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From a strictly practical point of view, this is simply inconvenient. If Russia were to annex Belarus, it would lose more than it gained. First of all, if Russia were to annex Belarus, it would lose its only European ally in the international community. To understand this, one needn’t go far: just look at the list of countries in the UN General Assembly that voted against the resolution on violations of human rights by the Russian Federation in occupied Crimea: Angola, Armenia, Belarus, Bolivia, Burundi, Cambodia, China, the Comoros Islands, Cuba, Eritrea, Kazakhstan, India, Iran, Nicaragua, North Korea, Russia, Serbia, South Africa, Sudan, Syria, Uzbekistan, Venezuela, and Zimbabwe. Only Belarus, and to a lesser extent Armenia, can be considered somewhat European.

Another factor is very important right now: Moscow cannot afford to annex Belarus for purely economic reasons. “Every military operation costs enormous money,” says Belarusian military expert Alyaksandr Alesin. “Russia already has two millstones around its neck: Ukraine and Syria. Problems with Turkey, which has a common border with one of Russia’s most dedicated allies, Armenia, are not entirely resolved. It’s in the process of bringing in army divisions, weapons and strengthening the border... Meanwhile, Russia’s own military budget is shrinking. Of course, Russia is a strong state but it simply hasn’t got what it takes to carry yet another armed adventure.”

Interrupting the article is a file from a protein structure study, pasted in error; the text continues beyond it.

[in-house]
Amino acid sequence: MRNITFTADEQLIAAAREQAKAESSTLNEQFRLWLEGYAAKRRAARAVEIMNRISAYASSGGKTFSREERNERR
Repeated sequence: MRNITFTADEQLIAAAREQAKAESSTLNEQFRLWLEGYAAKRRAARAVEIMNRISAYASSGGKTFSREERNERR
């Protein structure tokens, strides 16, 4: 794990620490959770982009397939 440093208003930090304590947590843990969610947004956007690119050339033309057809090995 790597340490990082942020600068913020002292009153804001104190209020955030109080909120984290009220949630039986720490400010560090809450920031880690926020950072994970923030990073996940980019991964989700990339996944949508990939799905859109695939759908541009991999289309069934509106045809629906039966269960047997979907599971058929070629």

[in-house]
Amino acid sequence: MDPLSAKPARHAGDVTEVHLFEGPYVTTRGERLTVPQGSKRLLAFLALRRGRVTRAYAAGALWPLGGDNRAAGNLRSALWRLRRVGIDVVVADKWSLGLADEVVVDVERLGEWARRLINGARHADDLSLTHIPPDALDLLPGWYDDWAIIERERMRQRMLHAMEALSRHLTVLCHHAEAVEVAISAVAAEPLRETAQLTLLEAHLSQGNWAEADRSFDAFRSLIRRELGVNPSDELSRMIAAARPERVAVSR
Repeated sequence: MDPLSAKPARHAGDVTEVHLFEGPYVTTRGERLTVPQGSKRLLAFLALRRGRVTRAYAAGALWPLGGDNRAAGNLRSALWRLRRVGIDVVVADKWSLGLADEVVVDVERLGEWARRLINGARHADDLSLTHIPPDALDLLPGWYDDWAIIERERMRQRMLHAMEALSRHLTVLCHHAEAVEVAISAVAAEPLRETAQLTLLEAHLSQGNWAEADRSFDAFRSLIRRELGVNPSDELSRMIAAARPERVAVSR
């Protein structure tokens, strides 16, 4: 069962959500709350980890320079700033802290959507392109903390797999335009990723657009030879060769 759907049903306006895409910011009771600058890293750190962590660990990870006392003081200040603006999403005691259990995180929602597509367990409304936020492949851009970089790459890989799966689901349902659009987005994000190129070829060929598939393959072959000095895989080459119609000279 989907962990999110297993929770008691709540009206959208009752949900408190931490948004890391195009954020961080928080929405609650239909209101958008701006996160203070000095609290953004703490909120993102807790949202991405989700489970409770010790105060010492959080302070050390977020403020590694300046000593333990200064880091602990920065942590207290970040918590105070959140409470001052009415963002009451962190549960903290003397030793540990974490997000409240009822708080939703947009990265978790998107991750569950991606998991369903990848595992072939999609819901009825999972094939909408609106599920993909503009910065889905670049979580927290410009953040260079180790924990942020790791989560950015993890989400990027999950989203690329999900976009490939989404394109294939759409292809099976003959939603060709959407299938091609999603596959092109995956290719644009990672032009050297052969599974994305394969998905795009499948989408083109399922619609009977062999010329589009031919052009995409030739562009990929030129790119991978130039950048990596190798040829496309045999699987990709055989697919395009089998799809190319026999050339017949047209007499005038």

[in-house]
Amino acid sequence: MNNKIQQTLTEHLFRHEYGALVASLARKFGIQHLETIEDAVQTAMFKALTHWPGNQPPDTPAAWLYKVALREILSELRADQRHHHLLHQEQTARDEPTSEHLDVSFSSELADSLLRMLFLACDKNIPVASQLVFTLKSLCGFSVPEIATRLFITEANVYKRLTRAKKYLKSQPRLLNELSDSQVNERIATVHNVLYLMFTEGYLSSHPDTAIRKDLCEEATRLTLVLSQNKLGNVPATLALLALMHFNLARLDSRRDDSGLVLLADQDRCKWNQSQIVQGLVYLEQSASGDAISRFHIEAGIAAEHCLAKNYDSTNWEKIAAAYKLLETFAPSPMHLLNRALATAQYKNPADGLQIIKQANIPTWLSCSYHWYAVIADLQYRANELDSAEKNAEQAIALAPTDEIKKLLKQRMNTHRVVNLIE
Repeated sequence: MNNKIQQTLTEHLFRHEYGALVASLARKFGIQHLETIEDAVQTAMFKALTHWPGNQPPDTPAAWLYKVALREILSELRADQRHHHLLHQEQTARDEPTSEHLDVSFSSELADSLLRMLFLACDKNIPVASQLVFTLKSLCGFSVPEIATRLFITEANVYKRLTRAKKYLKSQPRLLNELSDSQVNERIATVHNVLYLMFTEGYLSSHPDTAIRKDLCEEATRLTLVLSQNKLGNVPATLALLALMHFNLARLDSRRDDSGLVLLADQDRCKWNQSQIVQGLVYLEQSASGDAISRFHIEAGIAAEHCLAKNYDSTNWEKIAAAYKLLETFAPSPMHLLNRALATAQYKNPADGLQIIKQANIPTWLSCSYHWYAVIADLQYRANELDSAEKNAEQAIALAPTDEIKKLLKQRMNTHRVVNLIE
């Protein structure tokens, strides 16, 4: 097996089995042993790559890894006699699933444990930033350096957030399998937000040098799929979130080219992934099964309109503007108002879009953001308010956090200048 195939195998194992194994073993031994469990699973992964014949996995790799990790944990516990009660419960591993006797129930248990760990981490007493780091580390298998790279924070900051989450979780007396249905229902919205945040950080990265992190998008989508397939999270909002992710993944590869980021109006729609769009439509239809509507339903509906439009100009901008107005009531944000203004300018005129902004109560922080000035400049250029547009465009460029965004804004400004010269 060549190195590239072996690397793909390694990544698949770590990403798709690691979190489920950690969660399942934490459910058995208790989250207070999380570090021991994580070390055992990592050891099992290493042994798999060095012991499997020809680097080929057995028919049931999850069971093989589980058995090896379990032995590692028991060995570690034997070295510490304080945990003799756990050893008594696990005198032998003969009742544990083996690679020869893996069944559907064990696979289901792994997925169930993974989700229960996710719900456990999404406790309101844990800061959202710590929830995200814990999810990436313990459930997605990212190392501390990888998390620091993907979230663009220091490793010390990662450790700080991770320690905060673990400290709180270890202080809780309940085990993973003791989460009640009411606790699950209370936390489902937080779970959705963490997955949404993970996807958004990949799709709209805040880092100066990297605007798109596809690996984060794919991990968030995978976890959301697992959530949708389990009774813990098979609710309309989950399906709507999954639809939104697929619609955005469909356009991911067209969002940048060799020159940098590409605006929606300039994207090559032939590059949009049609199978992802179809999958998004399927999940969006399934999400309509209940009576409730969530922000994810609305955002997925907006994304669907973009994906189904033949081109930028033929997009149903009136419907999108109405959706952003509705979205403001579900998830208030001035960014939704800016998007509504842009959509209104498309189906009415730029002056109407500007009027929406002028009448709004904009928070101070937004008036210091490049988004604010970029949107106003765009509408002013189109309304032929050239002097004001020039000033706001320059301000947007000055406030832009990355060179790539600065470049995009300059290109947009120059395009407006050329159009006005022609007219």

Any aggression against Belarus will inevitably get a reaction from the world community and yet more sanctions will be instituted against Moscow very soon—if not immediately. The question will be, what kinds of sanctions. After it lost Ukraine, Belarus remained as basically Moscow’s only border with the West.